Minds to soar onto Web

'MST 3000'

Humor: The former sci-fi movie critics will offer a serial novel, essays and short films next month.

March 13, 2000|By Donna Petrozzello | Donna Petrozzello,New York Daily News

Attention, fans of Mystery Science Theater 3000 -- your heroes are returning.

On the Web, that is.

Having put aside his hectic schedule of round-the-clock movie heckling, former MST 3000 star and head writer Mike Nelson is ready to launch a Web site outlet for his irreverent humor.

The site, www.timmybighands. com, will appear April 1. Nelson and MST 3000 robot movie reviewers Kevin Murphy and Bill Corbett, art director/robot Patrick Brantseg and writer Paul Chaplin will rant and rave about a host of things.

"We gave the Statue of Liberty four stars as a symbol of freedom and for construction quality, but no points for the poem on her base," Nelson said.

MST 3000, the cult TV show in which bad movies were ridiculed by a human and his robot pals, ended its 10-year run in August. Loyal fans, dubbed Misties, followed them from the Comedy Channel to Comedy Central to the Sci-Fi Channel.

Even odder things appear on Nelson & Co.'s review-du-jour menu. The guys will review a pair of human hands on their design and efficiency, Nelson said.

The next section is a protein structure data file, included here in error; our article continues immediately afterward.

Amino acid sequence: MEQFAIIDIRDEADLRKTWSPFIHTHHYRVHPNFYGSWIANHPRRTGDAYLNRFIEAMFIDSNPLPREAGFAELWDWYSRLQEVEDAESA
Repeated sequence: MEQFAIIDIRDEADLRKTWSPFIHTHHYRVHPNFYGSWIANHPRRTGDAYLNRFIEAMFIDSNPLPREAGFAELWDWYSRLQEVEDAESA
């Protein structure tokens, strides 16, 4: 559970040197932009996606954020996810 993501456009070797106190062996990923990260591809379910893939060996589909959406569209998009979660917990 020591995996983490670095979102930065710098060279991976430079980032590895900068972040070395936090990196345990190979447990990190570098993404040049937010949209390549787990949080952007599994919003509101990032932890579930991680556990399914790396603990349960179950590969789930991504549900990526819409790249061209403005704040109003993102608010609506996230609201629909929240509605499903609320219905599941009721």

Alongside offbeat reviews, www. timmybighands.com (named after its mascot) will be home to Nelson's homemade cartoon family, The Cliparts, a cantankerous, fighting couple fashioned from images in artists' clip-art books, he said.

Nelson and his Web mates also will post a homespun serial novel, a collection of essays offering firm opinions on almost everything, and very short animated films. Syrup ads, too, Nelson said.

"Our goal is to provide well-written humor that will be far more than simply a way to waste time at work," Chaplin said.

For those inspired to respond with humorous quips from their lives, browsers are invited to send essays for the site's This Really Happened to Me file, Nelson said. He is looking for tales about adventures in, or certainly near, the great outdoors.

"We'll have personal stories from people who've been attacked by a rabid dog, or a badger," Nelson said. "We've written one of them in which a businessman gets lost in the woods and tries to use his cell phone to call for help, but who eventually moves in to live with a family of bears. It's an obvious feature to have users help us out with."

And though Nelson is fairly confident that at least some MST 3000 fans will log on based on the reputation of its makers, he is offering cash.

The first 500 folks to log in will receive a signed check for $1.18, and each will be eligible to win the grand prize, 12 bucks.

"It's our own who-wants-to-win-$12 sweepstakes," Nelson said.

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